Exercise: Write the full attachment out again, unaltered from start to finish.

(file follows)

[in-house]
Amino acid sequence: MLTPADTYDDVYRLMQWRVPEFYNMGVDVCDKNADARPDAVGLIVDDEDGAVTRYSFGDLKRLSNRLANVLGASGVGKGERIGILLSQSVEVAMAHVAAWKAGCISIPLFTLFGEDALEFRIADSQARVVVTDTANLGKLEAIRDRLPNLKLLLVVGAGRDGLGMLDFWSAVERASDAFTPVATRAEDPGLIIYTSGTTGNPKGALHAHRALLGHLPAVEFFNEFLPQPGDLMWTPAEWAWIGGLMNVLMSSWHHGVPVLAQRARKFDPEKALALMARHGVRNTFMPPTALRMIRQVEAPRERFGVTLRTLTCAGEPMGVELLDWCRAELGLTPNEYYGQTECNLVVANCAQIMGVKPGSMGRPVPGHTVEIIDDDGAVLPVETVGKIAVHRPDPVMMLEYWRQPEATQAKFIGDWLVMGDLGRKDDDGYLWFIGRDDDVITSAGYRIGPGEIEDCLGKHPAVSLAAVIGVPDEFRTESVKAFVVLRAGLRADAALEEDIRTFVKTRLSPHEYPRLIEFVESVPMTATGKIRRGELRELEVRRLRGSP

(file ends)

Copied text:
[in-house]
Amino acid sequence: MLTPADTYDDVYRLMQWRVPEFYNMGVDVCDKNADARPDAVGLIVDDEDGAVTRYSFGDLKRLSNRLANVLGASGVGKGERIGILLSQSVEVAMAHVAAWKAGCISIPLFTLFGEDALEFRIADSQARVVVTDTANLGKLEAIRDRLPNLKLLLVVGAGRDGLGMLDFWSAVERASDAFTPVATRAEDPGLIIYTSGTTGNPKGALHAHRALLGHLPAVEFFNEFLPQPGDLMWTPAEWAWIGGLMNVLMSSWHHGVPVLAQRARKFDPEKALALMARHGVRNTFMPPTALRMIRQVEAPRERFGVTLRTLTCAGEPMGVELLDWCRAELGLTPNEYYGQTECNLVVANCAQIMGVKPGSMGRPVPGHTVEIIDDDGAVLPVETVGKIAVHRPDPVMMLEYWRQPEATQAKFIGDWLVMGDLGRKDDDGYLWFIGRDDDVITSAGYRIGPGEIEDCLGKHPAVSLAAVIGVPDEFRTESVKAFVVLRAGLRADAALEEDIRTFVKTRLSPHEYPRLIEFVESVPMTATGKIRRGELRELEVRRLRGSP